In the free verse poem “I am Canadian”, Duke Redbird uses imagery, contrast and paradox to confront us with the vastness of Canada and its great diversity. And yet, emphasizes the main identity that binds these all – one of a Canadian.
In the first segment of the poem, the speaker uses light contrast to show diversity with in line-regions. The speaker opens with this form of identity, saying “I’m a lobster fisherman in Newfoundland”. While we may not readily relate Nova Scotia to snow, it seems there is some experience on the speaker’s part that uses this characteristic to describe Nova Scotia. At least in the case of the Maritimes, those descriptions seem accurately made and seem to introduce the idea of diversity even between these prairies.
In the second portion of the poem there are references to the most general aspects of Canada, such as “I’m an Easterner I’m a Westerner” and the encompassing oceans. This moves us to a place of stark contrasts – especially in discussions of each of the vast directions in which Canada extends. This positions us well for the discussions to follow, one that goes on to make a variety of distinctions between the major landmarks from Quebec to BC.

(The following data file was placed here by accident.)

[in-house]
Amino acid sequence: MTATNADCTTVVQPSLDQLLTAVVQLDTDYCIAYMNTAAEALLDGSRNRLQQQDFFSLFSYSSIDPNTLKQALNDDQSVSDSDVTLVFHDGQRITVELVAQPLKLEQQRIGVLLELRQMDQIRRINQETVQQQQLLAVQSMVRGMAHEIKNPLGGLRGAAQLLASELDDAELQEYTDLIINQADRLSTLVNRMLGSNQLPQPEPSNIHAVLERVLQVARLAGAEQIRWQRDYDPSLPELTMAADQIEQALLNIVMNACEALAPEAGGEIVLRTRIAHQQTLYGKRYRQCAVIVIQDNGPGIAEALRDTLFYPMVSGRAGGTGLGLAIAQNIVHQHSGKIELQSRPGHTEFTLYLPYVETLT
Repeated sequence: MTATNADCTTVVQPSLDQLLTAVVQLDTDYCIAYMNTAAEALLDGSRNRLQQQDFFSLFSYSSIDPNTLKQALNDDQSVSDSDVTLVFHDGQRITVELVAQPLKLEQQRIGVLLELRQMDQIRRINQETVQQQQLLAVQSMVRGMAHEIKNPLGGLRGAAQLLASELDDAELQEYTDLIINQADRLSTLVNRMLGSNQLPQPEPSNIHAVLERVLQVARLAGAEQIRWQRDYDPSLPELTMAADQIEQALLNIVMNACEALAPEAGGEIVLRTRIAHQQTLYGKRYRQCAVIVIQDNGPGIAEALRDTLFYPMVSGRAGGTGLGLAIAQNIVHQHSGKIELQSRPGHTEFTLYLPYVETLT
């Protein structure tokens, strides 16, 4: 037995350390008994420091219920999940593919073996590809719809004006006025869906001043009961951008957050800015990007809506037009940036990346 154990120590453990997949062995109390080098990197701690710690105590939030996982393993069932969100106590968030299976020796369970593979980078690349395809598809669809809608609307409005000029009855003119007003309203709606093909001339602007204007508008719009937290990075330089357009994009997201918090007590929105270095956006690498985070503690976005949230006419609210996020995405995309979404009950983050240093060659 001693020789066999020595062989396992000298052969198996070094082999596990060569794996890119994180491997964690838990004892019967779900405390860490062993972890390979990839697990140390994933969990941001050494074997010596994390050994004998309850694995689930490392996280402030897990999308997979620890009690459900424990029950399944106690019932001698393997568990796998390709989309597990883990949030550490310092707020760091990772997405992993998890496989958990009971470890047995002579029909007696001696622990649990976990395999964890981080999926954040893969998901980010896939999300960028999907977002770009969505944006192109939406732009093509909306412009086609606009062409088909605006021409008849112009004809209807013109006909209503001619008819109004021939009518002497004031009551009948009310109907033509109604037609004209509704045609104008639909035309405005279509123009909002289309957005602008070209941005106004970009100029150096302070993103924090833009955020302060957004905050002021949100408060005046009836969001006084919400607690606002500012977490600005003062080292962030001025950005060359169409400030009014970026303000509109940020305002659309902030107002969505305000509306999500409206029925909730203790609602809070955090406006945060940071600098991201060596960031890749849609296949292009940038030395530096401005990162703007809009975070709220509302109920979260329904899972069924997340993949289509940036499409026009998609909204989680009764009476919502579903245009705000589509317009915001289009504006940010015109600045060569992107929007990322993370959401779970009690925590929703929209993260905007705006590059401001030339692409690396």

In the third part of the poem, the speaker starts with Quebec and works their way west, zeroing in on central associations with each province or major city. For Quebec it’s cultural catholic foundations, reinforced when the speaker states he is a “mass in the Cathedral of St. Paul”. For Ontario, the speaker focuses on the classic city/nature divide, stating he is a “canoe trip down the Ottawa” and contrasting this by saying “I’m a mortgage, I’m a loan I’m last week’s unpaid rent”. Manitoba, Alberta and BC all gain mention in the following ways, where the simple life, oils and mountains are brought up.
However, it’s interesting that as the speaker moves west, there is increasingly less description, in fact, while Saskatchewan isn’t even mentioned,